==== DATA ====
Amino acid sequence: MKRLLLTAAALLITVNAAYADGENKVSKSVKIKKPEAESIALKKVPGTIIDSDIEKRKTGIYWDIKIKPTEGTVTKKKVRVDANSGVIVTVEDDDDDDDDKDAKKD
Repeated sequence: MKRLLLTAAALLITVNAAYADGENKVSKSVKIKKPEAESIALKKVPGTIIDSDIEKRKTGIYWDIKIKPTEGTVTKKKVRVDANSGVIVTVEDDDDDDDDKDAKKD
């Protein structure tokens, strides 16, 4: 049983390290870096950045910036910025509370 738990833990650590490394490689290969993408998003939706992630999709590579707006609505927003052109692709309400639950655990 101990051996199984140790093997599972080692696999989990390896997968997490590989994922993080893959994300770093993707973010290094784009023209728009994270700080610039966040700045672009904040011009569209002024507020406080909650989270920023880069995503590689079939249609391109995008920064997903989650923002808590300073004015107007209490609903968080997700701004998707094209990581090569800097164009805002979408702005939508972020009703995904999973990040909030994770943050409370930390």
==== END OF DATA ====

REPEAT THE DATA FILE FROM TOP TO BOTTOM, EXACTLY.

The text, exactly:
Amino acid sequence: MKRLLLTAAALLITVNAAYADGENKVSKSVKIKKPEAESIALKKVPGTIIDSDIEKRKTGIYWDIKIKPTEGTVTKKKVRVDANSGVIVTVEDDDDDDDDKDAKKD
Repeated sequence: MKRLLLTAAALLITVNAAYADGENKVSKSVKIKKPEAESIALKKVPGTIIDSDIEKRKTGIYWDIKIKPTEGTVTKKKVRVDANSGVIVTVEDDDDDDDDKDAKKD
């Protein structure tokens, strides 16, 4: 049983390290870096950045910036910025509370 738990833990650590490394490689290969993408998003939706992630999709590579707006609505927003052109692709309400639950655990 101990051996199984140790093997599972080692696999989990390896997968997490590989994922993080893959994300770093993707973010290094784009023209728009994270700080610039966040700045672009904040011009569209002024507020406080909650989270920023880069995503590689079939249609391109995008920064997903989650923002808590300073004015107007209490609903968080997700701004998707094209990581090569800097164009805002979408702005939508972020009703995904999973990040909030994770943050409370930390």